Sedimentary fluxes at the Mid-Atlantic Ridge: sediment sources, accumulation rates, and geochemical characterisation.

Richter, Thomas (1998) Sedimentary fluxes at the Mid-Atlantic Ridge: sediment sources, accumulation rates, and geochemical characterisation. Open Access (PhD/ Doctoral thesis), Christian-Albrechts-Universität, Kiel, 173, A29 pp. . GEOMAR-Report, 073 . DOI 10.3289/GEOMAR_REP_73_1998.

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Oxygen isotope stratigraphy was established, and various geochemical and mineralogical
investigations were performed on Mid-Atlantic ridge crest sediments at 37-39°N in the vicinity
of the Lucky Strike and Menez Gwen hydrothermal sites, in order to characterize sediment
sources in time and space and to describe and quantify hydrothermal input in sediments.
Multivariate statistical analysis of geochemical data demonstrated that volcaniclastic,
ultramafic, detrital and hydrothermal sediment sources are present in addition to biogenic carbonate,
which dominates the chemical composition of most samples. The hydrothermal contribution
includes metals derived from hydrothermal solutions (Fe, Mn, Cu) and elements scavenged
from the water column by hydrothermal oxyhydroxides (P, V, As). The distribution of hydrothermal
factor scores and the pattern of metal accumulation rates suggest maximum hydrothermal
input at 3rN south of the Lucky Strike vent field, which may include contributions from
other presently undiscovered vent fields south of the area of the present study. Metal accumulation
rates are significantly higher than at abyssal plains remote from the ridge axis, and comparable
to other hydrothermally influenced environments. While the downcore distribution of
hydrothermal tracers was obviously modified by early diagenetic processes, time-integrated
average fluxes clearly indicate continuous hydrothermal influence in the study area at least down
to 55,000 years B.P ..
Barium appears to be dominantly of hydrothermal origin in sediments on the flanks of
the Lucky Strike seamount, where it may be derived from redeposited hydrothermal precipitates
containing abundant barite. A minor contribution of plume-derived fine-grained sulfides and
possibly barite may be present in distal sediments based on the occurrence of a cubic phase,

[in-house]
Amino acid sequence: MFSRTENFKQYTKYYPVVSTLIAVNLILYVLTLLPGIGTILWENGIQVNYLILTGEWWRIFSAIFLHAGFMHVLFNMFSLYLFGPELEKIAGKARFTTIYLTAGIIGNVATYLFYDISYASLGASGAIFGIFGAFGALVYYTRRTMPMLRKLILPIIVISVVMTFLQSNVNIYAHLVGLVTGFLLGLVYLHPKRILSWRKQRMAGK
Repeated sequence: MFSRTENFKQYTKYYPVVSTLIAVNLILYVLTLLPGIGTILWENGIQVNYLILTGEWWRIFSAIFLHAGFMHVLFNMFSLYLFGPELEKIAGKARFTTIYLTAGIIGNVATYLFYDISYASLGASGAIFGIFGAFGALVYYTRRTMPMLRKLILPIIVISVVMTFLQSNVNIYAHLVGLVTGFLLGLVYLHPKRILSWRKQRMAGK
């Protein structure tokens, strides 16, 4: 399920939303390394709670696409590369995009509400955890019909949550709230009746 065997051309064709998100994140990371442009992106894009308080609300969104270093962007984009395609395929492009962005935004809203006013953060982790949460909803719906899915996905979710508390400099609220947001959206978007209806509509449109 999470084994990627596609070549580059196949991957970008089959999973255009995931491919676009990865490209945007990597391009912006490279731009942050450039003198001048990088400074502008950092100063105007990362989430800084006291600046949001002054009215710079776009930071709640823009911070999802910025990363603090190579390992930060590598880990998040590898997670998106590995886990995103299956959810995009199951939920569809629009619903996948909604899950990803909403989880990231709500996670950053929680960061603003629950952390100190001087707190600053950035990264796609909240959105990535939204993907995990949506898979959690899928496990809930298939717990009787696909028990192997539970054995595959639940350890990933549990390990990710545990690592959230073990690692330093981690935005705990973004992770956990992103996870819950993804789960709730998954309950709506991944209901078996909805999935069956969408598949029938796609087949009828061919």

probably sphalerite, in gravity concentrates (>3.0g/cm1
). However, biogenic sources seem to
predominate in these sediments. Ba maxima, particularly during early Tennination I, were
tentatively interpreted as indicators of productivity spikes which could result from a combination
of incursions of cold surface water and enhanced terrigenous input.
An allochthonous chrysotile-dominated serpentine layer is intercalated within pclagic sediments
in a basin in the central part of the 38°05'N fracture zone. This material was derived
from alteration of ultramafic rocks and may represent a low-temperature hydrothermal deposit
associated with this rock type. It was apparently transported down the walls of the fracture zone
in this area of steep relief. Cr/Ni-ratios suggest an olivine-enriched protolith, which is in accord
with the results of previous petrologic studies of pcridotites at the Mid-Atlantic Ridge, and
related to the proximity of the Azores hot spot. The predominance of chrysotilc suggests that
serpentinization took place at temperatures <200°C. Smectite/chlorite mixed layer phases and
chlorite formed at the same or slightly higher temperatures. The accessory phases talc and
tremolite indicate greenschist facies conditions, which may have occurred prior to serpentinization
during a history of retrograde metamorphosis. Alternatively, talc and tremolite were
derived from another source area on the walls of the fracture zone.

Document Type: Thesis (PhD/ Doctoral thesis)
Thesis Advisor: Suess, Erwin and Sarntheim, Michael
Additional Information: Jahr der Promotion: 1996
Keywords: Mid-Atlantic Ridge, sedimentary fluxes
Research affiliation: Kiel University
OceanRep > GEOMAR > FB2 Marine Biogeochemistry > FB2-MG Marine Geosystems
Open Access Journal?: Yes
DOI etc.: 10.3289/GEOMAR_REP_73_1998
ISSN: 0936-5788
Date Deposited: 10 Dec 2015 10:15
Last Modified: 11 Dec 2015 12:36

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